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Nightlands Shares “Stare Into The Sun” Video From New Album “Moonshine” out 15th July on Western Vinyl

June 21, 2022
photo by Charlie Boss

Nightlands Shares “Stare Into The Sun” Video

From New Album “Moonshine” out 15th July on Western Vinyl

Nightlands – the project of The War On Drugs’ Dave Hartley – now shares “Stare Into The Sun,” the final single from his new album Moonshine, out 15th Julyon Western Vinyl. Following “No Kiss For The Lonely” and the “ethereal and surprisingly playful” (Uproxx) “Moonshine,” “Stare Into The Sun” is deeply transportive, leading to deeper places in Hartley’s vocal-centred labyrinth. With reverb drenched layered vocals, “Stare Into The Sun” is one of Moonshine’s standout tracks.

Stunning immediately, this sweet yet cosmic soundscape is filled with an abundance of organic textures and experimental twists. The decadence of rhythmic pushes and the expressive nature of this creative piece hooks you. As the listener embraces the complexity of this far-out arrangement, the vocal notes and lyrics add this adventurous take on the mighty landscape. The exploration evolves to this enchanting explosive passage, uniting the intensity with the advancement of the shimmering sonic surge. A majestic movement.

“The spark for this song started when I heard Human Nature (from Thriller) at a gas station,” explains Hartley. “The chords in the intro of that tune activated something in my heart and I wanted to write something with similar modulating chords. There’s some surrealism happening here. Hundreds of vocals overdubbed creating an uncanny, fractured gospel vibe. The lyrics stand in contrast to the overall vibe, though: it’s a lush, melancholy song about pure anger. I love the arpeggiating synth solo in the break and I’m proud of the way the lyrics poured out. It didn’t feel like composition, it felt like therapy.”

Amid massive global paradigm shifts Hartley became a father twice over and left his native Philadelphia for Asheville. From the newfound refuge of a studio he built using the bones of a barn attached to his hundred-something-year-old house in the mountains, Hartley has tailored a collection of well-crafted, psychedelic dream-pop, pointedly titled Moonshine. Guided by some of the harmonic sensibilities that have helped make The War On Drugs a force in modern music, Moonshine combines immaculate-yet-dense vocal stacks and billowy clouds of effected keyboards with classic songcraft, revealing previously unseen acreage in the unfurling dreamscape that is Nightlands.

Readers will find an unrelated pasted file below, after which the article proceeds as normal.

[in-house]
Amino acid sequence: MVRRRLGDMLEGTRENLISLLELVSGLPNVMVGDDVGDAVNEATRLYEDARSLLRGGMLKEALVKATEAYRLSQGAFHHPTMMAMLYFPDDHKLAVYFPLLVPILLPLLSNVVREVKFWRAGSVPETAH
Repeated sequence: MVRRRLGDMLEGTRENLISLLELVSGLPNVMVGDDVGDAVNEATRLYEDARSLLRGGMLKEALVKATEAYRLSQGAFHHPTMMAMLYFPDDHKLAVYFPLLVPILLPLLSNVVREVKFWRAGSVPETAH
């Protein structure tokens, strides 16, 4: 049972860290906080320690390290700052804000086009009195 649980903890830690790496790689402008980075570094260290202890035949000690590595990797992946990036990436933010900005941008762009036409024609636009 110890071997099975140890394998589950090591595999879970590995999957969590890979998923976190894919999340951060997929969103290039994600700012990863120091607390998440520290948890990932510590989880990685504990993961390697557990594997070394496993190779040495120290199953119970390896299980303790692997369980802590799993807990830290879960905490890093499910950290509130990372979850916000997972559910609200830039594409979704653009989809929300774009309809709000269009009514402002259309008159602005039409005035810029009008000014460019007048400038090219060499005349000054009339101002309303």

Throughout the album, there are plenty of buoyant high moods where the pitter-patter of drum machine and humming digital organ hints at Hartley’s low-key tropicalia streak, but the lyrics anchor the dreaminess in real-world sorrow and resignation. Nowhere are these sentiments more apparent than on “Moonshine”, a nearly acapella recitation of “America the Beautiful” that poignantly hovers over a mirage of soft keyboards before dovetailing into Hartley’s own words about the hypocrisy of the American dream.“This was never intended to be an overtly political record”,  he admits. “I have so many friends who are able to process the frustration of current events gracefully or with wisdom or in a nuanced way, but I often find myself just consumed with anger about it all. I decided to just let that come out, and it manifested itself lyrically.” Moonshine‘s wide-eyed, utopian instrumental backdrops provide sharp contrast to Hartley’s lyrics, which sting even harder within the sweetness.

In terms of instrumentation, Hartley pared things down as much as possible, choosing to allocate all of Moonshine’s density to his vocal harmonies, the layers of which number in the hundreds on some songs. “I spend ninety percent of my studio time building these vocal stacks with sort of endless vocal layering and lots of speeding up and slowing down of the track, overdubbing at different speeds and with different microphones, Hartley details, “and I really perfected that, I think, on this record.”

Even in light of the album’s vocal emphasis, Hartley’s history as a bassist brilliantly beams through Moonshine, giving effortless and sprightly movement to songs. In addition to Western Vinyl labelmate and saxophonist Joseph Shabason, the album hosts a short list of remote collaborators including four of Hartley’s bandmates from The War on Drugs, Robbie Bennet, Anthony Lamarca, Eliza Hardy Jones, and Charlie Hall, as well as exotica virtuoso Frank Locrasto (Cass McCombs, Fruit Bats), and producer Adam McDaniel (Avey Tare, Angel Olsen). Hartley was forced to keep the guest list small out of the necessity of pandemic isolation, coupled with his move to a smaller city, all of which challenged him to do most of the album’s heavy lifting right down to the mixing duties, resulting in the most independent effort of his career. By that measure, Moonshine is also the clearest image yet of Dave Hartley as a person and creator.

1. Looking Up

2. Down Here

3. Stare Into the Sun

4. Greenway

5. Moonshine

6. With You

7. Blue Wave

8. No Kiss for the Lonely

9. Break My Bones

10. Song for Brad

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